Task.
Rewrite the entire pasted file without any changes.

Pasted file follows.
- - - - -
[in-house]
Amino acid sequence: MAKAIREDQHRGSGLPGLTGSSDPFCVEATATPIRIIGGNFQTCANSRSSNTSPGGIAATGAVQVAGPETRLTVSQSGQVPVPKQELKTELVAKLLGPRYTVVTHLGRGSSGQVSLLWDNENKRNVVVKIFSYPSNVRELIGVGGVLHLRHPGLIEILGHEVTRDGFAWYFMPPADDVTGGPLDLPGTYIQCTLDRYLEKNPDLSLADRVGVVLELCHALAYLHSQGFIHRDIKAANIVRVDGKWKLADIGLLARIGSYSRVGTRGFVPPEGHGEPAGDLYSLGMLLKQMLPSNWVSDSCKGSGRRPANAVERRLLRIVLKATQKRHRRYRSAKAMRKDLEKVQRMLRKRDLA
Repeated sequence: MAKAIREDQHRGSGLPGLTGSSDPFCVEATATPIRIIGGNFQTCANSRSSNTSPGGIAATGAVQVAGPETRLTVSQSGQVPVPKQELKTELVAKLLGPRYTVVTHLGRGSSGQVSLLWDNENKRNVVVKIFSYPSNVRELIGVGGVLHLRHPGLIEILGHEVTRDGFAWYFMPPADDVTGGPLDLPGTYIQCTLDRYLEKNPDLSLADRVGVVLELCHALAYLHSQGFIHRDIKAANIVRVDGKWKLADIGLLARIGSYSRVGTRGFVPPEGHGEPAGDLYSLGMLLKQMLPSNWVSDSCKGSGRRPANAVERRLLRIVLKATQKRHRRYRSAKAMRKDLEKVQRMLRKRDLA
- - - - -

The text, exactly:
[in-house]
Amino acid sequence: MAKAIREDQHRGSGLPGLTGSSDPFCVEATATPIRIIGGNFQTCANSRSSNTSPGGIAATGAVQVAGPETRLTVSQSGQVPVPKQELKTELVAKLLGPRYTVVTHLGRGSSGQVSLLWDNENKRNVVVKIFSYPSNVRELIGVGGVLHLRHPGLIEILGHEVTRDGFAWYFMPPADDVTGGPLDLPGTYIQCTLDRYLEKNPDLSLADRVGVVLELCHALAYLHSQGFIHRDIKAANIVRVDGKWKLADIGLLARIGSYSRVGTRGFVPPEGHGEPAGDLYSLGMLLKQMLPSNWVSDSCKGSGRRPANAVERRLLRIVLKATQKRHRRYRSAKAMRKDLEKVQRMLRKRDLA
Repeated sequence: MAKAIREDQHRGSGLPGLTGSSDPFCVEATATPIRIIGGNFQTCANSRSSNTSPGGIAATGAVQVAGPETRLTVSQSGQVPVPKQELKTELVAKLLGPRYTVVTHLGRGSSGQVSLLWDNENKRNVVVKIFSYPSNVRELIGVGGVLHLRHPGLIEILGHEVTRDGFAWYFMPPADDVTGGPLDLPGTYIQCTLDRYLEKNPDLSLADRVGVVLELCHALAYLHSQGFIHRDIKAANIVRVDGKWKLADIGLLARIGSYSRVGTRGFVPPEGHGEPAGDLYSLGMLLKQMLPSNWVSDSCKGSGRRPANAVERRLLRIVLKATQKRHRRYRSAKAMRKDLEKVQRMLRKRDLA